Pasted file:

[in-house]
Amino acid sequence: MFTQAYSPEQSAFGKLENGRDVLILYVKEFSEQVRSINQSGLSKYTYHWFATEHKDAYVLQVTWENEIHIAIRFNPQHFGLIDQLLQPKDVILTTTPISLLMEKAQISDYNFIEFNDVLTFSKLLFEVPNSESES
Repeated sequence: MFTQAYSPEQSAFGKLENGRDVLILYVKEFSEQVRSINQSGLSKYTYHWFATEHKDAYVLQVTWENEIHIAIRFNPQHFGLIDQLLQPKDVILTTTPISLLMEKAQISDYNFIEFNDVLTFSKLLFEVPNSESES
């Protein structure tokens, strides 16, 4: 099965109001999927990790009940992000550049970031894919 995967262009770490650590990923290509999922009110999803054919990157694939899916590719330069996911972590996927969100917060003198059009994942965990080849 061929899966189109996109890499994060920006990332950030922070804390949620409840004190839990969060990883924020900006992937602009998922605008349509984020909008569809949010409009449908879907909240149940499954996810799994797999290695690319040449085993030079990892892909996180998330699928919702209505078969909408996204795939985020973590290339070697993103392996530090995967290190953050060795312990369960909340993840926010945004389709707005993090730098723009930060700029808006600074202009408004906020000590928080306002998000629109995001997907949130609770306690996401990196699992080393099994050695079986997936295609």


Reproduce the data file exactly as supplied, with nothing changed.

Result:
[in-house]
Amino acid sequence: MFTQAYSPEQSAFGKLENGRDVLILYVKEFSEQVRSINQSGLSKYTYHWFATEHKDAYVLQVTWENEIHIAIRFNPQHFGLIDQLLQPKDVILTTTPISLLMEKAQISDYNFIEFNDVLTFSKLLFEVPNSESES
Repeated sequence: MFTQAYSPEQSAFGKLENGRDVLILYVKEFSEQVRSINQSGLSKYTYHWFATEHKDAYVLQVTWENEIHIAIRFNPQHFGLIDQLLQPKDVILTTTPISLLMEKAQISDYNFIEFNDVLTFSKLLFEVPNSESES
């Protein structure tokens, strides 16, 4: 099965109001999927990790009940992000550049970031894919 995967262009770490650590990923290509999922009110999803054919990157694939899916590719330069996911972590996927969100917060003198059009994942965990080849 061929899966189109996109890499994060920006990332950030922070804390949620409840004190839990969060990883924020900006992937602009998922605008349509984020909008569809949010409009449908879907909240149940499954996810799994797999290695690319040449085993030079990892892909996180998330699928919702209505078969909408996204795939985020973590290339070697993103392996530090995967290190953050060795312990369960909340993840926010945004389709707005993090730098723009930060700029808006600074202009408004906020000590928080306002998000629109995001997907949130609770306690996401990196699992080393099994050695079986997936295609």